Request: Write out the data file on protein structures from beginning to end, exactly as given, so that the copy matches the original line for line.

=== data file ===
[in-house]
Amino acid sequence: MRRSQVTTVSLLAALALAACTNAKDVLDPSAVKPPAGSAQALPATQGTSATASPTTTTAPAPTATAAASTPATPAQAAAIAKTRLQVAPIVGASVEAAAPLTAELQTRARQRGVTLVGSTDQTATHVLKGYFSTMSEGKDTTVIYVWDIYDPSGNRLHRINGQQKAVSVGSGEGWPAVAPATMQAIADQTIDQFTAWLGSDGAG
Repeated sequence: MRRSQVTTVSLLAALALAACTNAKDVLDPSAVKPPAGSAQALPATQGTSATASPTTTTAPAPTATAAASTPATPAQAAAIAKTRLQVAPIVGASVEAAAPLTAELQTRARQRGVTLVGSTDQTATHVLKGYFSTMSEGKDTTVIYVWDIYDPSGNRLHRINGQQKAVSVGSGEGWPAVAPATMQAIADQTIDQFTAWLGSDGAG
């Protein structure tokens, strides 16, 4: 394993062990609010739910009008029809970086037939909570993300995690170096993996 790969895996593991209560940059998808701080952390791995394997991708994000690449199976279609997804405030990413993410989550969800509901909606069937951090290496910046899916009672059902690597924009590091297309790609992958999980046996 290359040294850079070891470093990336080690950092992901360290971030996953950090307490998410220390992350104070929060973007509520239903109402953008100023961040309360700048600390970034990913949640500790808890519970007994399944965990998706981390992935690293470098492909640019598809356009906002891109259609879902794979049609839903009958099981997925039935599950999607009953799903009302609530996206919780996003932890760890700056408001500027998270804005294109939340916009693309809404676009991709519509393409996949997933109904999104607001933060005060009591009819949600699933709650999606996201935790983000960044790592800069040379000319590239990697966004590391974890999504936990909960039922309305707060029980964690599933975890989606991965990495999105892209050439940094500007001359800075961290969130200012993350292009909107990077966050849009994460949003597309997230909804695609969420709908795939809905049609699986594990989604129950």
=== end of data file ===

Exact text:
[in-house]
Amino acid sequence: MRRSQVTTVSLLAALALAACTNAKDVLDPSAVKPPAGSAQALPATQGTSATASPTTTTAPAPTATAAASTPATPAQAAAIAKTRLQVAPIVGASVEAAAPLTAELQTRARQRGVTLVGSTDQTATHVLKGYFSTMSEGKDTTVIYVWDIYDPSGNRLHRINGQQKAVSVGSGEGWPAVAPATMQAIADQTIDQFTAWLGSDGAG
Repeated sequence: MRRSQVTTVSLLAALALAACTNAKDVLDPSAVKPPAGSAQALPATQGTSATASPTTTTAPAPTATAAASTPATPAQAAAIAKTRLQVAPIVGASVEAAAPLTAELQTRARQRGVTLVGSTDQTATHVLKGYFSTMSEGKDTTVIYVWDIYDPSGNRLHRINGQQKAVSVGSGEGWPAVAPATMQAIADQTIDQFTAWLGSDGAG
């Protein structure tokens, strides 16, 4: 394993062990609010739910009008029809970086037939909570993300995690170096993996 790969895996593991209560940059998808701080952390791995394997991708994000690449199976279609997804405030990413993410989550969800509901909606069937951090290496910046899916009672059902690597924009590091297309790609992958999980046996 290359040294850079070891470093990336080690950092992901360290971030996953950090307490998410220390992350104070929060973007509520239903109402953008100023961040309360700048600390970034990913949640500790808890519970007994399944965990998706981390992935690293470098492909640019598809356009906002891109259609879902794979049609839903009958099981997925039935599950999607009953799903009302609530996206919780996003932890760890700056408001500027998270804005294109939340916009693309809404676009991709519509393409996949997933109904999104607001933060005060009591009819949600699933709650999606996201935790983000960044790592800069040379000319590239990697966004590391974890999504936990909960039922309305707060029980964690599933975890989606991965990495999105892209050439940094500007001359800075961290969130200012993350292009909107990077966050849009994460949003597309997230909804695609969420709908795939809905049609699986594990989604129950």